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Published February 20, 2013, 02:23 PM

Grand Forks Boxer Hurt Saturday Dies Wednesday in Altru Hospital

Jerimiah Moen, the amateur boxer who collapsed Saturday afternoon between rounds of a bout in East Grand Forks, passed away this morning, said his uncle, Mike Sweeney, who has been Moen’s father since he was 12.

By: Stephen J. Lee, Grand Forks Herald

Jerimiah Moen, the amateur boxer who collapsed Saturday afternoon between rounds of a bout in East Grand Forks, passed away this morning, said his uncle, Mike Sweeney, who has been Moen’s father since he was 12.

“We were always hoping and praying,” Sweeney said this afternoon at Altru Hospital where Moen has remained unconscious and in critical condition since the fight. “He was a great fighter but a better person.”

The family is gathered with friends at the hospital as Moen remains on life support during organ donation.

Moen was 29.

He boxed four years during high school and then returned to the ring last year, said Sweeney. In fact, Moen was named the Golden Gloves Tri-state champion last year after winning two bouts in Walker, Minn., Sweeney said.

The Golden-Gloves-sanctioned fight Saturday was held in the American Legion Club in East Grand Forks.

Eddie Obregon, coach of the Forx Fighters boxing club, said Moen collapsed after the first round of a scheduled three-round super-heavy-weight bout.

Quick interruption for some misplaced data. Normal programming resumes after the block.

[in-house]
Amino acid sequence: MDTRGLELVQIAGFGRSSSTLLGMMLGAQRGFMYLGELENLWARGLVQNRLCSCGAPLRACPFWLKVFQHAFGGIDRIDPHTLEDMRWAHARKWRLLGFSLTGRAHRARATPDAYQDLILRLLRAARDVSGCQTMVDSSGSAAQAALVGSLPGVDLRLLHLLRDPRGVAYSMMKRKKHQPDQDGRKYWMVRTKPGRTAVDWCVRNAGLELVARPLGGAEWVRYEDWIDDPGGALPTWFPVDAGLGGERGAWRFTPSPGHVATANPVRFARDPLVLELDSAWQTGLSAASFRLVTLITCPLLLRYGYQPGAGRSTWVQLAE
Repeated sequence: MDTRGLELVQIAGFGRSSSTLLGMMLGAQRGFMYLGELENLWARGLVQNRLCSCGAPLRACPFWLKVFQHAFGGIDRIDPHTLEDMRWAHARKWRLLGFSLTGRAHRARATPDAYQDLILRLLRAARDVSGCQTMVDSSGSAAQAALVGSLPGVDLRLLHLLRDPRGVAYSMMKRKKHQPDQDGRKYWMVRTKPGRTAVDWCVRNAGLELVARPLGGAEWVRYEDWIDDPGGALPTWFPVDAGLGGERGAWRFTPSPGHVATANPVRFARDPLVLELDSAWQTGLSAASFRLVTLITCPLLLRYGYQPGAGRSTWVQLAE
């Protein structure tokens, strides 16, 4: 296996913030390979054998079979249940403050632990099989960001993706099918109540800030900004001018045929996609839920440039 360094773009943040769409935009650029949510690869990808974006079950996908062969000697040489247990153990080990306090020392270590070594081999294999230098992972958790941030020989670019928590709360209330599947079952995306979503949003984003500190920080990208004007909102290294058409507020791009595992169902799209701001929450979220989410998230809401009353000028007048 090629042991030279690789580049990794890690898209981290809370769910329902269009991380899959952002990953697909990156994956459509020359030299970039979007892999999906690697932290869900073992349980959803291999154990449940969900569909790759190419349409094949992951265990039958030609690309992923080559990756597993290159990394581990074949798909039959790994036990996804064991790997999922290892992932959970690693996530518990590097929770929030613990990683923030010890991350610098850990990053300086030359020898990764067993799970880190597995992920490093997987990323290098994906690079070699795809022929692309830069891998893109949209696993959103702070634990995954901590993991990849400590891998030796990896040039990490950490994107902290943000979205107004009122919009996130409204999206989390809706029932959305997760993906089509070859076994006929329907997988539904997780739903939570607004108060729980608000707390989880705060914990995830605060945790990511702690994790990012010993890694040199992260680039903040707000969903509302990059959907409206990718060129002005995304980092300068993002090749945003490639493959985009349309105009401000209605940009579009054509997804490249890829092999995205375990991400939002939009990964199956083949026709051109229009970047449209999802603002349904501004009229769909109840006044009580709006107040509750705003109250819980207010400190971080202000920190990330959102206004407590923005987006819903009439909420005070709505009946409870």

There had not been a “devastating” hit in the first round, Obregon told the Herald.

But Sweeney said the family learned that Moen had “serious trauma” to his brain from previous injuries, including concussions. “We don’t know if it was from boxing or other things,” he said.

“In no way is anyone blaming anybody,” Sweeney said. “Nobody foresaw this. Obviously this will open the eyes of everyone in boxing that maybe they’ve got to have maybe a little more testing and things like that.”

Sweeney said Moen’s mother was his twin sister.

“After she passed away, I raised him and his sister since he was 12.”

Moen worked in snow removal this winter.

“He was truly a loving person and will be truly missed," Sweeney said. “There’s literally hundreds of people up here” at the hospital.

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